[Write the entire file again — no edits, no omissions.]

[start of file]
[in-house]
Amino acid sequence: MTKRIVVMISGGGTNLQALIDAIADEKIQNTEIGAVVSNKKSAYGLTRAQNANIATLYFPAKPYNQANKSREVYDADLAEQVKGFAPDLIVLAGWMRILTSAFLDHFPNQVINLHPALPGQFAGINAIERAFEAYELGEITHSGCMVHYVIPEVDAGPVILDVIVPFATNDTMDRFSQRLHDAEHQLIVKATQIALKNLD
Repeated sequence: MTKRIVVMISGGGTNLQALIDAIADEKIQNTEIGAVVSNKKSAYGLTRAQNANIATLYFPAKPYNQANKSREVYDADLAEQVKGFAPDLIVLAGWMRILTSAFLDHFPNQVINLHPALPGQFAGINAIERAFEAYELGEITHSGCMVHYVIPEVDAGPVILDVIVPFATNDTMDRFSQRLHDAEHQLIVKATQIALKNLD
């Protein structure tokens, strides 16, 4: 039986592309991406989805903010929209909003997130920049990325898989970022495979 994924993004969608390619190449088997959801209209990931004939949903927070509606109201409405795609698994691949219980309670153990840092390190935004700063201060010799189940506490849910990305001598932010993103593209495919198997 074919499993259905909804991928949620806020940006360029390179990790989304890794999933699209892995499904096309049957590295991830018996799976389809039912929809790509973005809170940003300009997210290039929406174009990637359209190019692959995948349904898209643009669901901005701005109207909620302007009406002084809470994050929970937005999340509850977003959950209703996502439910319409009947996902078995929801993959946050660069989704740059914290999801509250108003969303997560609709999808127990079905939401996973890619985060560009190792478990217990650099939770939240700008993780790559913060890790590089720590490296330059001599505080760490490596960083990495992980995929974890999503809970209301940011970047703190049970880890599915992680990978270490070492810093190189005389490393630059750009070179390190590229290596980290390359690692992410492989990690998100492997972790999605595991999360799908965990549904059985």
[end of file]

[in-house]
Amino acid sequence: MTKRIVVMISGGGTNLQALIDAIADEKIQNTEIGAVVSNKKSAYGLTRAQNANIATLYFPAKPYNQANKSREVYDADLAEQVKGFAPDLIVLAGWMRILTSAFLDHFPNQVINLHPALPGQFAGINAIERAFEAYELGEITHSGCMVHYVIPEVDAGPVILDVIVPFATNDTMDRFSQRLHDAEHQLIVKATQIALKNLD
Repeated sequence: MTKRIVVMISGGGTNLQALIDAIADEKIQNTEIGAVVSNKKSAYGLTRAQNANIATLYFPAKPYNQANKSREVYDADLAEQVKGFAPDLIVLAGWMRILTSAFLDHFPNQVINLHPALPGQFAGINAIERAFEAYELGEITHSGCMVHYVIPEVDAGPVILDVIVPFATNDTMDRFSQRLHDAEHQLIVKATQIALKNLD
């Protein structure tokens, strides 16, 4: 039986592309991406989805903010929209909003997130920049990325898989970022495979 994924993004969608390619190449088997959801209209990931004939949903927070509606109201409405795609698994691949219980309670153990840092390190935004700063201060010799189940506490849910990305001598932010993103593209495919198997 074919499993259905909804991928949620806020940006360029390179990790989304890794999933699209892995499904096309049957590295991830018996799976389809039912929809790509973005809170940003300009997210290039929406174009990637359209190019692959995948349904898209643009669901901005701005109207909620302007009406002084809470994050929970937005999340509850977003959950209703996502439910319409009947996902078995929801993959946050660069989704740059914290999801509250108003969303997560609709999808127990079905939401996973890619985060560009190792478990217990650099939770939240700008993780790559913060890790590089720590490296330059001599505080760490490596960083990495992980995929974890999503809970209301940011970047703190049970880890599915992680990978270490070492810093190189005389490393630059750009070179390190590229290596980290390359690692992410492989990690998100492997972790999605595991999360799908965990549904059985």